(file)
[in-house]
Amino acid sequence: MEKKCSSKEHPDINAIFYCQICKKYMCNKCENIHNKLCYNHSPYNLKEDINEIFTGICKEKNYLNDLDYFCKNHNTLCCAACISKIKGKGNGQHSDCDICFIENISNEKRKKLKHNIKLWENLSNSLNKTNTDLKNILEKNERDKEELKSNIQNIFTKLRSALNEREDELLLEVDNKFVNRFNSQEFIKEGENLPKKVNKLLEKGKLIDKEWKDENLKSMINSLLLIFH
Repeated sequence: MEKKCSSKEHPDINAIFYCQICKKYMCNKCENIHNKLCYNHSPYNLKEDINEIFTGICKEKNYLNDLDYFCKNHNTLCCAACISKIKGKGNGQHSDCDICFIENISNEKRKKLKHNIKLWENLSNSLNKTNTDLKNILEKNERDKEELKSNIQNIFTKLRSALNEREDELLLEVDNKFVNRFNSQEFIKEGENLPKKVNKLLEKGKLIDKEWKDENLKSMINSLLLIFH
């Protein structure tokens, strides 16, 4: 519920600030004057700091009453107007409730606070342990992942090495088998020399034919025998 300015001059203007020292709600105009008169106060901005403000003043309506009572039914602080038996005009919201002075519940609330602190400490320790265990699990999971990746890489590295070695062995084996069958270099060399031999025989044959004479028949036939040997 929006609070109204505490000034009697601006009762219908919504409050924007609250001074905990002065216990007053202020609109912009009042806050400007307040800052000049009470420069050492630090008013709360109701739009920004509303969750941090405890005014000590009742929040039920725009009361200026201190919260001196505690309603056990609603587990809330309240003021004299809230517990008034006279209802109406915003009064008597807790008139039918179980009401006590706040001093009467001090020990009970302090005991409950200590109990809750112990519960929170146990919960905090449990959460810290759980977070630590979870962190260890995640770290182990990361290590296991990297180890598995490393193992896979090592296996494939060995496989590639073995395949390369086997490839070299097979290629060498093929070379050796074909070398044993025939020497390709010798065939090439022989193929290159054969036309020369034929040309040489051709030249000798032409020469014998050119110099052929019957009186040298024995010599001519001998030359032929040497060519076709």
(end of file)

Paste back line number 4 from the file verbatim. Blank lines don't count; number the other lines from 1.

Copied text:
């Protein structure tokens, strides 16, 4: 519920600030004057700091009453107007409730606070342990992942090495088998020399034919025998 300015001059203007020292709600105009008169106060901005403000003043309506009572039914602080038996005009919201002075519940609330602190400490320790265990699990999971990746890489590295070695062995084996069958270099060399031999025989044959004479028949036939040997 929006609070109204505490000034009697601006009762219908919504409050924007609250001074905990002065216990007053202020609109912009009042806050400007307040800052000049009470420069050492630090008013709360109701739009920004509303969750941090405890005014000590009742929040039920725009009361200026201190919260001196505690309603056990609603587990809330309240003021004299809230517990008034006279209802109406915003009064008597807790008139039918179980009401006590706040001093009467001090020990009970302090005991409950200590109990809750112990519960929170146990919960905090449990959460810290759980977070630590979870962190260890995640770290182990990361290590296991990297180890598995490393193992896979090592296996494939060995496989590639073995395949390369086997490839070299097979290629060498093929070379050796074909070398044993025939020497390709010798065939090439022989193929290159054969036309020369034929040309040489051709030249000798032409020469014998050119110099052929019957009186040298024995010599001519001998030359032929040497060519076709």